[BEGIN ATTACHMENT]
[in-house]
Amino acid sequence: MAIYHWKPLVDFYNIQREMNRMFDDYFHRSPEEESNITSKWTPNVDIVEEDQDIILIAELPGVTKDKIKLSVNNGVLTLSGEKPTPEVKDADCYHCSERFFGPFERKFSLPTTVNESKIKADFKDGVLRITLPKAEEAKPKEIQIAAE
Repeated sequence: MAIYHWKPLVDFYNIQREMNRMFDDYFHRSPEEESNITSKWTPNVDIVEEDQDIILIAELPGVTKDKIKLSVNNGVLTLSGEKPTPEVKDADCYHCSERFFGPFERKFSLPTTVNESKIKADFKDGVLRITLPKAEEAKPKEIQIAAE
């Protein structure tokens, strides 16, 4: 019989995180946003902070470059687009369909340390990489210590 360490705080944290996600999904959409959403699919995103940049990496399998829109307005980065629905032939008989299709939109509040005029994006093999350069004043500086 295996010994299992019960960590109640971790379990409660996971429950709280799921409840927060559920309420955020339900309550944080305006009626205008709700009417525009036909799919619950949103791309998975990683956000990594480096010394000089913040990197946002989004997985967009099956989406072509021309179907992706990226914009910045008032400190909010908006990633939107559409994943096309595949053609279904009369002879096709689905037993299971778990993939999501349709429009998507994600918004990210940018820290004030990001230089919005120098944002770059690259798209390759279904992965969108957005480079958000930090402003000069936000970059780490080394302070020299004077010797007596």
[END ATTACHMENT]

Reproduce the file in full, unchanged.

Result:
[in-house]
Amino acid sequence: MAIYHWKPLVDFYNIQREMNRMFDDYFHRSPEEESNITSKWTPNVDIVEEDQDIILIAELPGVTKDKIKLSVNNGVLTLSGEKPTPEVKDADCYHCSERFFGPFERKFSLPTTVNESKIKADFKDGVLRITLPKAEEAKPKEIQIAAE
Repeated sequence: MAIYHWKPLVDFYNIQREMNRMFDDYFHRSPEEESNITSKWTPNVDIVEEDQDIILIAELPGVTKDKIKLSVNNGVLTLSGEKPTPEVKDADCYHCSERFFGPFERKFSLPTTVNESKIKADFKDGVLRITLPKAEEAKPKEIQIAAE
């Protein structure tokens, strides 16, 4: 019989995180946003902070470059687009369909340390990489210590 360490705080944290996600999904959409959403699919995103940049990496399998829109307005980065629905032939008989299709939109509040005029994006093999350069004043500086 295996010994299992019960960590109640971790379990409660996971429950709280799921409840927060559920309420955020339900309550944080305006009626205008709700009417525009036909799919619950949103791309998975990683956000990594480096010394000089913040990197946002989004997985967009099956989406072509021309179907992706990226914009910045008032400190909010908006990633939107559409994943096309595949053609279904009369002879096709689905037993299971778990993939999501349709429009998507994600918004990210940018820290004030990001230089919005120098944002770059690259798209390759279904992965969108957005480079958000930090402003000069936000970059780490080394302070020299004077010797007596």